Each of the three Sisters remember when they first felt the call. “When I made my First Communion at the age of seven I felt that God wanted me to do something”, says Sr Eugenia. “Now, I didn’t know what it was then, but I always believe that’s where my call goes back to even though you can believe that couldn’t possibly be.” Sr Anastasia remembers feeling the call at a similarly young age: “I felt it at eight, but then it went away for a time”, she admits, “then when I was about 16 it came back again and then when I was 18 or 19 I thought well, I better do something about it”.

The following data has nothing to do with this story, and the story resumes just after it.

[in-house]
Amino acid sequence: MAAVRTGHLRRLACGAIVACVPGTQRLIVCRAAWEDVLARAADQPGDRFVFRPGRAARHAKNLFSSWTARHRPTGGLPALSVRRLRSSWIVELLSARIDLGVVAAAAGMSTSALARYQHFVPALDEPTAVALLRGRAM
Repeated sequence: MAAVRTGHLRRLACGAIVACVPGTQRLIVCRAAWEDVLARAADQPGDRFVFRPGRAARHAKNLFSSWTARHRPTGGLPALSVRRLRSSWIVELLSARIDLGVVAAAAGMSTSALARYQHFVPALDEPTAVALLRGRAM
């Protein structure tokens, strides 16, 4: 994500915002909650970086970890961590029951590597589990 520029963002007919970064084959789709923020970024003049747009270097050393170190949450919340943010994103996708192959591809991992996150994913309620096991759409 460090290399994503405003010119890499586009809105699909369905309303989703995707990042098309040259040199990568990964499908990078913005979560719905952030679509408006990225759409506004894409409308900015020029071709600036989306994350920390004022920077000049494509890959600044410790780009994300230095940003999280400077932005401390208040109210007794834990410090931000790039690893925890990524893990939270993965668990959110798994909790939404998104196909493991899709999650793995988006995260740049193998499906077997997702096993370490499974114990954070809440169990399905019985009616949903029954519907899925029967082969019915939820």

Like the tongue of a bell agitated by the wind, the Sisters explain how the call can ring almost silently through a person’s childhood. “I was the same” says Sr Eugenia, “I felt it at 7, then went to the convent school and was very drawn by that but then, like Sister Anastasia did, I went to work, worked for years, enjoyed myself, went to parties, dances, boyfriends, all that. But there’s a moment”, she paused, “when suddenly…I remember, on the dance floor, that suddenly, I was 19 and I felt I’ve got to do something about this.”
“The call gets stronger”, adds Sr Anastasia solemnly. “It’s amazing really. God works in wonderful ways,” says Sr Eugenia, touching the cross around her neck. “Mysterious ways”, smiles Sr Anastasia. Sister Eileen then said something that really resonated with me: “I think, as the others said, you realise you want something more than just enjoying yourself”, she said.